|Pope Francis prays with journalists on the papal flight en route to South Korea, August 14, 2014. Credit: Alan Holdren/CNA.|
“I believe sincerely that it can’t be said that all Muslims are terrorists. You can’t say that. Just as you can’t say that all Christians are fundamentalists because we have them too, eh. In all religions, there are these little groups,” he said Nov. 30.
“I told the (Turkish) president that it would be nice if all the Muslim leaders, whether political leaders or religious leaders or academic leaders, say that clearly and condemn it, no?” he continued, explaining that “all of us need a worldwide condemnation, also from Muslims who have the identity who say ‘We aren’t that. The Quran isn’t that’.”
The Pope also offered a firm warning on the situation of Middle East Christians.
“Truly, I don’t want to use sweetened words. Christians are being chased out of the Middle East. Sometimes, as we have seen in Iraq, the area of Mosul, they have to go away and leave everything, or pay the tax which doesn’t do any good.”
Speaking of broader violence throughout the world, Pope Francis said he believes “that we are living through a third world war, a war in pieces, in chapters, everywhere.”
“Behind this, there are rivalries, political problems and economic problems, to save this system where the god of money and not the human person is at the center. And behind this, there are also commercial interests: arms trafficking is terrible; it is one of the strongest businesses of this time.”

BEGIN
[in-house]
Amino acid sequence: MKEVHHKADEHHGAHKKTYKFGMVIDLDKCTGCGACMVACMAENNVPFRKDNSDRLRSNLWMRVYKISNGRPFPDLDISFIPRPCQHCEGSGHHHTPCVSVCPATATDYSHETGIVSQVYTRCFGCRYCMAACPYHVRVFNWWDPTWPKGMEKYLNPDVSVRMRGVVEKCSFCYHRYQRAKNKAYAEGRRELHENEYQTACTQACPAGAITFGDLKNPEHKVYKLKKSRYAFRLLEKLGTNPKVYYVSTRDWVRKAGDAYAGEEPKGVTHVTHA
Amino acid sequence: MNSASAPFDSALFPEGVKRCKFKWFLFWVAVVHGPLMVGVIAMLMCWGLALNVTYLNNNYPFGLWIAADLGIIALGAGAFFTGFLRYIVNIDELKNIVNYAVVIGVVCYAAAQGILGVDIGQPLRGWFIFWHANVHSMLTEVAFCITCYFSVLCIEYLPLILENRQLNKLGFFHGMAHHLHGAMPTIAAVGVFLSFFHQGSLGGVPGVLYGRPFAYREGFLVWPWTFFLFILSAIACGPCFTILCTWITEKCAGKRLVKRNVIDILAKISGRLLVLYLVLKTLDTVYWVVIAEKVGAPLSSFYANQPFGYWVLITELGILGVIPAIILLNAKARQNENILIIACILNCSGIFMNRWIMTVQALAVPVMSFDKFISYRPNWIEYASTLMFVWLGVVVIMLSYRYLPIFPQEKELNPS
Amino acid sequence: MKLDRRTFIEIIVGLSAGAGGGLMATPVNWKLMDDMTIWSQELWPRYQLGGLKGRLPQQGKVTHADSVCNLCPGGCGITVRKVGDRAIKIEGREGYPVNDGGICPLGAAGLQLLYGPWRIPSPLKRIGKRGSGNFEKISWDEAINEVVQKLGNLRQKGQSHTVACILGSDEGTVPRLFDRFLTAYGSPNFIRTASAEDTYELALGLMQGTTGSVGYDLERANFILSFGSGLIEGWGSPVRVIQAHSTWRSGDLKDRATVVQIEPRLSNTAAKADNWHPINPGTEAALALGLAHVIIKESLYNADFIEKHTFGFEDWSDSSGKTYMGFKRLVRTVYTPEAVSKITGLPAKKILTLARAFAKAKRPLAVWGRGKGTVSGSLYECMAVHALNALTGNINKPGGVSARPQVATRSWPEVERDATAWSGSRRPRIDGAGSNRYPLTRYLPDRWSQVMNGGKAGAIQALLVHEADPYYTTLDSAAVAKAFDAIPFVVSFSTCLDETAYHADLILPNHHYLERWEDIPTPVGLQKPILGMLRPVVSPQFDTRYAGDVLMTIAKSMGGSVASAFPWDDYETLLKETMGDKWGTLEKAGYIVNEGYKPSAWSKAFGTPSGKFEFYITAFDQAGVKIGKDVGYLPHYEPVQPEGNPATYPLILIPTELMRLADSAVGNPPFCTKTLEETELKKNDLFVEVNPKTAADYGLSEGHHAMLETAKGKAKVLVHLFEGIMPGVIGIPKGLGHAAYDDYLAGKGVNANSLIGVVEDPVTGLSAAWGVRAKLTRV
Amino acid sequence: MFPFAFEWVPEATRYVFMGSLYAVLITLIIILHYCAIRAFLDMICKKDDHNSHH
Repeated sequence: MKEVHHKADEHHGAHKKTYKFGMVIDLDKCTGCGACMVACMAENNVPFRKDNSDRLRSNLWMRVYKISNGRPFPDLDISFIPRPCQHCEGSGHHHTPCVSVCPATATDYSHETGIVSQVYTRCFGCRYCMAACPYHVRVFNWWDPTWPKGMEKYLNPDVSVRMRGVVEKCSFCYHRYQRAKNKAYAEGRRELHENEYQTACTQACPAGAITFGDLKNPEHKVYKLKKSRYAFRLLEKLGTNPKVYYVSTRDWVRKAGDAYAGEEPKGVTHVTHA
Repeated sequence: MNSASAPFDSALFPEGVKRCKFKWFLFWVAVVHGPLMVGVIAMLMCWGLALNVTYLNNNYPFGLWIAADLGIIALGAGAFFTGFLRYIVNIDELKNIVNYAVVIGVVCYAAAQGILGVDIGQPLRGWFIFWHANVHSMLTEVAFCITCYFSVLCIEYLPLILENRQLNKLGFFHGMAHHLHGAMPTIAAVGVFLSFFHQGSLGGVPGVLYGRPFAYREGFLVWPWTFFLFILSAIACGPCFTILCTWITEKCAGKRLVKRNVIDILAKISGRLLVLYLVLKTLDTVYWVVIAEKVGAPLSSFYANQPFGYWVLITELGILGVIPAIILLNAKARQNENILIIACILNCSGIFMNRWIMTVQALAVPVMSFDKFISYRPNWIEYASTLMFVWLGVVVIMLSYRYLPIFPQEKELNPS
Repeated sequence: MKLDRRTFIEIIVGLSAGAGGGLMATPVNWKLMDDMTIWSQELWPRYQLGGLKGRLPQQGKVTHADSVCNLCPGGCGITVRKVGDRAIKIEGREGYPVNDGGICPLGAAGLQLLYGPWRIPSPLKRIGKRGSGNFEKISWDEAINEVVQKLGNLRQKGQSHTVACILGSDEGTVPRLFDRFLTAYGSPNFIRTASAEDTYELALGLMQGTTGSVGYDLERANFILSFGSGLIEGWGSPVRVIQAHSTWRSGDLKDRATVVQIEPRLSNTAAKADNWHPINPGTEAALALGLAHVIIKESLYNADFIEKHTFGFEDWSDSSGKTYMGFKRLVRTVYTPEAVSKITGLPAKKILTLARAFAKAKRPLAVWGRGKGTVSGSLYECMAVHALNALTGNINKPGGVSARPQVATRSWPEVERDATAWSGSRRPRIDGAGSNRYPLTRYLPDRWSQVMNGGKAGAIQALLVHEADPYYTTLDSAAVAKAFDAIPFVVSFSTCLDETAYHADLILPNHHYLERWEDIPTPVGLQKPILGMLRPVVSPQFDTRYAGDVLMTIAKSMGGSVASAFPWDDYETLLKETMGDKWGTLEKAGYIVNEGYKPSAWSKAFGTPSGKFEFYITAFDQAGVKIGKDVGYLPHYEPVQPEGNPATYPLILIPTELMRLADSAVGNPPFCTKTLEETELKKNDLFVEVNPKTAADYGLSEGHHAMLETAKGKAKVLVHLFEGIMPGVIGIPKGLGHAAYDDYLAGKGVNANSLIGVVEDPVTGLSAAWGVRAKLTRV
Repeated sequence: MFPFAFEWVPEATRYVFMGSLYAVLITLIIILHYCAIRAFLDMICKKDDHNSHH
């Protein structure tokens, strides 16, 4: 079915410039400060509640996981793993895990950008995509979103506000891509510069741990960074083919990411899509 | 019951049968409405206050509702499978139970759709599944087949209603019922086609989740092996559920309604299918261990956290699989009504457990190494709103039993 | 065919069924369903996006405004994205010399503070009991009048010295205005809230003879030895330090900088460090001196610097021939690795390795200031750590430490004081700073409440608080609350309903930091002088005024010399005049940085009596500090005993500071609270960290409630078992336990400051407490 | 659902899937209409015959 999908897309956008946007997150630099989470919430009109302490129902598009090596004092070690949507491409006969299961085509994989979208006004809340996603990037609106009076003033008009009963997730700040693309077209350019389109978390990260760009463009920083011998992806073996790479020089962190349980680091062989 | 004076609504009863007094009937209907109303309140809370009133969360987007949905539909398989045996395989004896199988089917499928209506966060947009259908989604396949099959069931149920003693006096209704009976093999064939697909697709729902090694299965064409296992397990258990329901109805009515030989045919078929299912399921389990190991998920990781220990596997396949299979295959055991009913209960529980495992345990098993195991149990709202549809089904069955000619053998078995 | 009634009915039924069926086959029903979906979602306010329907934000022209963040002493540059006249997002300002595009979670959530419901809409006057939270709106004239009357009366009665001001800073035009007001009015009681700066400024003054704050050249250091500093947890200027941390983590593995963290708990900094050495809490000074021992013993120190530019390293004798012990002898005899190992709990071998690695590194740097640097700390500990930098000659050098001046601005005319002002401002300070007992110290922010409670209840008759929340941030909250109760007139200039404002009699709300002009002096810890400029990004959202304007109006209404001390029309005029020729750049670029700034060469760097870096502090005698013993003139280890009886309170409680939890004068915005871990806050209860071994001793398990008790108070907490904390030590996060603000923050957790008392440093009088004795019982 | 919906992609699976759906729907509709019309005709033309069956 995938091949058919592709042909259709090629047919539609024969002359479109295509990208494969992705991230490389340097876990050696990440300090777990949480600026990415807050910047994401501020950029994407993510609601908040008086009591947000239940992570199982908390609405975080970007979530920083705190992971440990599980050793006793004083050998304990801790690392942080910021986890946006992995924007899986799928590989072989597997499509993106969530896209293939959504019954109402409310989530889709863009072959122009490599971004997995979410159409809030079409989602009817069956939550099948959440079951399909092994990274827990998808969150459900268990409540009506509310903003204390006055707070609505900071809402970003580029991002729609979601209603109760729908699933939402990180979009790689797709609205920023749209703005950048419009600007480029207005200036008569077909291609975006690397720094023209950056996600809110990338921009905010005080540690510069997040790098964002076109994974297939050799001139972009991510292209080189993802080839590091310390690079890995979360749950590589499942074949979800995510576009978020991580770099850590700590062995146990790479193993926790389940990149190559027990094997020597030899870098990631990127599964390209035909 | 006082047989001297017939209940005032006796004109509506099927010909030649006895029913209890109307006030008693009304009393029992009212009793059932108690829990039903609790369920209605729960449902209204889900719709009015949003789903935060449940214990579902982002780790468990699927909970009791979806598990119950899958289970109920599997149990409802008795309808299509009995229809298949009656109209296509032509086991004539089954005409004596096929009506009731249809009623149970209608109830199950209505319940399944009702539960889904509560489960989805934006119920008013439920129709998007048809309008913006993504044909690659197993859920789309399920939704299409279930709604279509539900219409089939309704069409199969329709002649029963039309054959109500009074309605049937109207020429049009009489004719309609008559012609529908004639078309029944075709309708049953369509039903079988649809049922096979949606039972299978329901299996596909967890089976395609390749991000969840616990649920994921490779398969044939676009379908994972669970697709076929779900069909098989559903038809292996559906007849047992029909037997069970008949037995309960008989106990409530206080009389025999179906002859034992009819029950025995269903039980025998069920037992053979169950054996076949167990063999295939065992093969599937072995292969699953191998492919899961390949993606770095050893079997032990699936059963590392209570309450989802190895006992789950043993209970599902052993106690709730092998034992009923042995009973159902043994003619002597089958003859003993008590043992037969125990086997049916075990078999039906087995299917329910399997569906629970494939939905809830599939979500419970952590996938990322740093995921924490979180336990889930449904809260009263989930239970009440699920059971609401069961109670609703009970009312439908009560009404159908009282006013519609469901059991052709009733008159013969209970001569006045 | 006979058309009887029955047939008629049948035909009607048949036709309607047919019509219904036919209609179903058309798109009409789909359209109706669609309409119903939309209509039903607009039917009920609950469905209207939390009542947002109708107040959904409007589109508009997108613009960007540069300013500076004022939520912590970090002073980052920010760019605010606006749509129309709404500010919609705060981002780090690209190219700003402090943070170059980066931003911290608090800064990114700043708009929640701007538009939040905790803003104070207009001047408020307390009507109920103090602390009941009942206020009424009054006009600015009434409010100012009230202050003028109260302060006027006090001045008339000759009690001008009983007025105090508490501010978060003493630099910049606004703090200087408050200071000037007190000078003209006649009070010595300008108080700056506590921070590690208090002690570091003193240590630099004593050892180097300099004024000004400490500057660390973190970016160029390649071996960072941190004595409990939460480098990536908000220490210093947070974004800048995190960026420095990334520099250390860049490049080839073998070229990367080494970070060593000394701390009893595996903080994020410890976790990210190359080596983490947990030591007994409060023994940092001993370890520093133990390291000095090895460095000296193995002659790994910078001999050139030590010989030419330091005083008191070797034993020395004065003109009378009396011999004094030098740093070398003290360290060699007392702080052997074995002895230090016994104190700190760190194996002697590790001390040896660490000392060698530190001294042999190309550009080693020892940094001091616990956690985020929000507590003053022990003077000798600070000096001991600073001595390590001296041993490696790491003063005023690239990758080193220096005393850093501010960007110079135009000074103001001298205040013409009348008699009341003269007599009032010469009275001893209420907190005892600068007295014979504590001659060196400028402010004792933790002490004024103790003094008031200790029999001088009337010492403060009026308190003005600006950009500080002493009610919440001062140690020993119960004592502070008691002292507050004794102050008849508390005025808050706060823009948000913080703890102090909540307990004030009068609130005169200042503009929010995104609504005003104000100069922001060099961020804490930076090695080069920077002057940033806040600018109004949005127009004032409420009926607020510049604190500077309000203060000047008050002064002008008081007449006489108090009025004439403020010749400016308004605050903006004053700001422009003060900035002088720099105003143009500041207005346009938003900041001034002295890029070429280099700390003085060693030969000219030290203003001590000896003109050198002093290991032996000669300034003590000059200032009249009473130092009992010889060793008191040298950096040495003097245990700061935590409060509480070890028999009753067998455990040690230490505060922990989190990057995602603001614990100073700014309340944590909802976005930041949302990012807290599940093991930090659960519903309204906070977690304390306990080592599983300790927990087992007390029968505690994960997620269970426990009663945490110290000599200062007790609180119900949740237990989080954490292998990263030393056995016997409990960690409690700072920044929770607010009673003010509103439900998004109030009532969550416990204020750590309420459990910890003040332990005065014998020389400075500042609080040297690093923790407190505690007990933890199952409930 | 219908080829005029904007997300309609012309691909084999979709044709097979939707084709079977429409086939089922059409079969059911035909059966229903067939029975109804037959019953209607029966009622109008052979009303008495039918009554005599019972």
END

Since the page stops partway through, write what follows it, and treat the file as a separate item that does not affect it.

He cautioned that while humanity has discovered the positive good of nuclear energy, it has also used this energy for destructive means.
Asked about his trip to Turkey, Pope Francis emphasized ecumenism. He spoke about the importance of dialogue based on shared experience.
The Holy Father voiced his conviction that Catholics are moving forward in their relationship with the Orthodox, who have both the sacraments and apostolic succession.
“Unity is a journey we must undertake together,” praying and working together, he said, also noting “ecumenism of the blood,” as both Catholic and Orthodox martyrs shed their blood for the Christian faith.
Division exists when the Church becomes self-referential rather than focusing outward, the Pope stated. But while there are still difficulties, “we must be respectful and not tire of engaging in dialogue, without insulting others, without dirtying ourselves, without gossiping.”
In addition, Pope Francis spoke about a particularly intense moment of prayer he had during the papal trip.
He explained that he came to Turkey “as a pilgrim, not as a tourist,” and “the main reason was the feast today to share it with Patriarch Bartholomew, a religious reason.”
“But then, when I went into the mosque, I couldn’t say, ‘No, now I’m a tourist.’ No, it was all religious,” he said. “I saw those marvels, also the Mufti explained the things well to me with so much meekness, with the Quran where it spoke of Mary and John the Baptist. And he explained it all to me and in that moment I felt the need to pray. And, I said to him, ‘Shall we pray?’ And he said, ‘Yes, yes.’ I prayed for Turkey, for peace, for the Mufti, for everyone, for myself because I need it. And, we truly prayed. And, I prayed especially for peace. Lord, let’s end wars. It was like that. It was a moment of sincere prayer.”
He also spoke about his visit with refugee children and said that he would like to go to Iraq.
“For the moment it isn’t possible. It’s not that I don’t want to go, but if I went right now it would cause a quite serious problem for the authorities, for security. But, I would really like to and I want to,” he said.